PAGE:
Cain and Abel
CAIN AND ABEL
CAIN AND ABEL , the first two sons of Adam and Eve, the progenitors of the race according to the Bible, after their banishment from the garden of Eden (Gn. 4). Cain (Heb., Qayin), the elder, was a farmer; Abel (Heb., Hevel) was a shepherd. The biblical text jumps from their birth to a later episode when both made (apparently votary) offerings to the Lord: Cain presented a meal offering of his fruits and grains, while Abel offered up the firstlings of his sheep. The offering of Cain was rejected by the Lord, and that of Abel was accepted. No reason for this is given, and generations of pious attempts to justify this event have been made by contrasting the intentions of the donors and the nature and quality of their donations. Cain's despondency led to a divine caution to resist the temptation to sin (Gn. 4: 6–7); presumably this refers to the jealous urges and hostile resentments Cain felt. But the elder brother was overwrought and killed his brother in the field. This led to the punishment of Cain: like his father, he would not farm a fertile earth; and, like him, he would be banished "eastward of Eden." Fearing further retribution, Cain was given a protective "sign," whose aspect delighted the fancy in later legends and art. There is a deliberate reuse of the language of the temptation and punishment of Adam and Eve (Gn. 3) in the ensuing account of the temptation and punishment of Cain (Gn. 4: 1–17).
The murder of Abel by Cain in Genesis 4: 1–17 is the first social crime recorded in the Bible, and it complements on the external level the inner temptation and misuse of will depicted in similar language in Genesis 3. The tradition of Cain's act of murder and his subsequent punishment is followed by a genealogical list that presents him as the progenitor of several culture heroes. His son, Enoch, founded the first city (Gn. 4: 18); and two other descendants, Jubal and Tubalcain, were respectively named the cultural ancestors of "all who play the lyre and the pipe" (Gn. 4: 21) and those "who forged all implements of copper and iron" (Gn. 4: 22). There is thus an anachronistic blending of Cain, whose name means "smith," with an ancient agricultural forebear. In so presenting Cain as the ancestor of technology and culture, the tradition displays a pessimistic attitude toward such achievements (complementing the attitude taken in the tower of Babel episode, in Genesis 10: 1–9) and shows a profound psychological insight into the energies and drives that underlie civilization. The episode of Genesis 4: 1–17 may reflect an old literary motif of debates between farmers and herdsmen as well as the fairly universal theme of fraternal pairs who represent contrasting psychological and cultural types.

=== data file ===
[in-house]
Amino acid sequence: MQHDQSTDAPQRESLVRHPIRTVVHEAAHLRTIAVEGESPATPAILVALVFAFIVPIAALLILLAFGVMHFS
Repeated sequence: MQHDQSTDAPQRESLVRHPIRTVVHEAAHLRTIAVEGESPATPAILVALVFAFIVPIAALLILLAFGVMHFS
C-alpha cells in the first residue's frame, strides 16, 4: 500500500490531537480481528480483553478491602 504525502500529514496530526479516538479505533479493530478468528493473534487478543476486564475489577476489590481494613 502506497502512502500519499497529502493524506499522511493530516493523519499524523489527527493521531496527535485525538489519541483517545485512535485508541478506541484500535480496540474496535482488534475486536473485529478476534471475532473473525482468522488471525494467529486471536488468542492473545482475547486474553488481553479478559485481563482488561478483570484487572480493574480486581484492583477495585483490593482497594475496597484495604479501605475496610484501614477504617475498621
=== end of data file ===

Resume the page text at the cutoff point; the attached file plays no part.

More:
Early rabbinic interpretation drew forth various elements of the story for moral and theological emphasis. The Midrash elaborates the psychology of fraternal strife (Genesis Rabbah 22.7), depicts Cain's impious rejection of divine justice when his offering is rejected but also notes his act of repentance in the end (Gn. Rab. 11.13), and shows the cycle of violence that was unleashed by Cain's act, since this deed led to his accidental death at the hands of his descendant Lamech who, in grief, accidentally killed his own son as well (Gn. 4: 23–24). Early Christian tradition focused on Abel as the head of a line of prophets who were killed (Mt. 23: 25) and emphasized his innocent blood (cf. Heb. 12: 24); thus they set the framework for the typology that related Abel's innocent death to that of Jesus and saw Cain as representing the children of the devil (1 Jn. 3: 12). For Augustine, Cain was furthermore identified with the Jews. The topos of Cain and Abel recurs in the medieval mystery plays, and the murder of Abel was a common iconographic motif in Christian and Jewish art.
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Fishbane, Michael. Text and Texture. New York, 1979. See pages 23–27.
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Paine, Robert. "'Am I My Brother's Keeper?' (Genesis IV:9): Violence and the Making of Society." Qualitative Sociology 24 (2001): 169–189.
Ratner, Robert J. "Cain and Abel, and the Problem of Paradox." Journal of Reform Judaism 37 (1990): 9–20.
Michael Fishbane (1987)